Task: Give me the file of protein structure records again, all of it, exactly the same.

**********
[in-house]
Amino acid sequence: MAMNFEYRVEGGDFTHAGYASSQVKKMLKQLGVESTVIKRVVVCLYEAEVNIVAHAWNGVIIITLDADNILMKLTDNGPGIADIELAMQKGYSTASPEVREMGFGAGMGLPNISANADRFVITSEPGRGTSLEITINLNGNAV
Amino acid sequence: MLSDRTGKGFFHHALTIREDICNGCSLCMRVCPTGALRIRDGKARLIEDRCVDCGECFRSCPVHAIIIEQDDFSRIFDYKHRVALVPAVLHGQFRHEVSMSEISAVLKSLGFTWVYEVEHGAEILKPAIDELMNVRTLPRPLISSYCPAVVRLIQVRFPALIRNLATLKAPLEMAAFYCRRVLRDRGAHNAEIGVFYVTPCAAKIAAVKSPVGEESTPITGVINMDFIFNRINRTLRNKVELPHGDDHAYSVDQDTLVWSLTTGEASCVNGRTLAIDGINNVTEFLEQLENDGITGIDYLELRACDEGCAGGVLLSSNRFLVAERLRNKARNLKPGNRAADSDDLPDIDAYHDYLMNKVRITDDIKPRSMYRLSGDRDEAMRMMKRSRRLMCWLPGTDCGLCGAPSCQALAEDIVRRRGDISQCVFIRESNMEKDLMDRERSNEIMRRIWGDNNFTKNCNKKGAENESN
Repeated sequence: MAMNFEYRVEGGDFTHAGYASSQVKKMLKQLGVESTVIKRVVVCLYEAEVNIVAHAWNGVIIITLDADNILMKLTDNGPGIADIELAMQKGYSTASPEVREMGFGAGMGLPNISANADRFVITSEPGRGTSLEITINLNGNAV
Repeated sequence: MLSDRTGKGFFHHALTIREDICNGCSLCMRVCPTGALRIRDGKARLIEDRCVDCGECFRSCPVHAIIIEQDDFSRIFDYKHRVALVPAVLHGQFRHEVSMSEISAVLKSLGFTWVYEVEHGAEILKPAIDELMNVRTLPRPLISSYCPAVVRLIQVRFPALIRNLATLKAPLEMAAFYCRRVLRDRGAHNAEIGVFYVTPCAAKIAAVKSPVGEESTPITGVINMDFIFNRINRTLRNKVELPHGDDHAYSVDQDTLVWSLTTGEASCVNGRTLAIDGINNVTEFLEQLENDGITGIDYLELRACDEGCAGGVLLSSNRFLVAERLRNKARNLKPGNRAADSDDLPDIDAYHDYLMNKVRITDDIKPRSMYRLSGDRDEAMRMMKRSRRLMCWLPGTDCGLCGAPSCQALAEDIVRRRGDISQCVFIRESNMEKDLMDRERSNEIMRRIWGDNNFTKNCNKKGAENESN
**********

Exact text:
[in-house]
Amino acid sequence: MAMNFEYRVEGGDFTHAGYASSQVKKMLKQLGVESTVIKRVVVCLYEAEVNIVAHAWNGVIIITLDADNILMKLTDNGPGIADIELAMQKGYSTASPEVREMGFGAGMGLPNISANADRFVITSEPGRGTSLEITINLNGNAV
Amino acid sequence: MLSDRTGKGFFHHALTIREDICNGCSLCMRVCPTGALRIRDGKARLIEDRCVDCGECFRSCPVHAIIIEQDDFSRIFDYKHRVALVPAVLHGQFRHEVSMSEISAVLKSLGFTWVYEVEHGAEILKPAIDELMNVRTLPRPLISSYCPAVVRLIQVRFPALIRNLATLKAPLEMAAFYCRRVLRDRGAHNAEIGVFYVTPCAAKIAAVKSPVGEESTPITGVINMDFIFNRINRTLRNKVELPHGDDHAYSVDQDTLVWSLTTGEASCVNGRTLAIDGINNVTEFLEQLENDGITGIDYLELRACDEGCAGGVLLSSNRFLVAERLRNKARNLKPGNRAADSDDLPDIDAYHDYLMNKVRITDDIKPRSMYRLSGDRDEAMRMMKRSRRLMCWLPGTDCGLCGAPSCQALAEDIVRRRGDISQCVFIRESNMEKDLMDRERSNEIMRRIWGDNNFTKNCNKKGAENESN
Repeated sequence: MAMNFEYRVEGGDFTHAGYASSQVKKMLKQLGVESTVIKRVVVCLYEAEVNIVAHAWNGVIIITLDADNILMKLTDNGPGIADIELAMQKGYSTASPEVREMGFGAGMGLPNISANADRFVITSEPGRGTSLEITINLNGNAV
Repeated sequence: MLSDRTGKGFFHHALTIREDICNGCSLCMRVCPTGALRIRDGKARLIEDRCVDCGECFRSCPVHAIIIEQDDFSRIFDYKHRVALVPAVLHGQFRHEVSMSEISAVLKSLGFTWVYEVEHGAEILKPAIDELMNVRTLPRPLISSYCPAVVRLIQVRFPALIRNLATLKAPLEMAAFYCRRVLRDRGAHNAEIGVFYVTPCAAKIAAVKSPVGEESTPITGVINMDFIFNRINRTLRNKVELPHGDDHAYSVDQDTLVWSLTTGEASCVNGRTLAIDGINNVTEFLEQLENDGITGIDYLELRACDEGCAGGVLLSSNRFLVAERLRNKARNLKPGNRAADSDDLPDIDAYHDYLMNKVRITDDIKPRSMYRLSGDRDEAMRMMKRSRRLMCWLPGTDCGLCGAPSCQALAEDIVRRRGDISQCVFIRESNMEKDLMDRERSNEIMRRIWGDNNFTKNCNKKGAENESN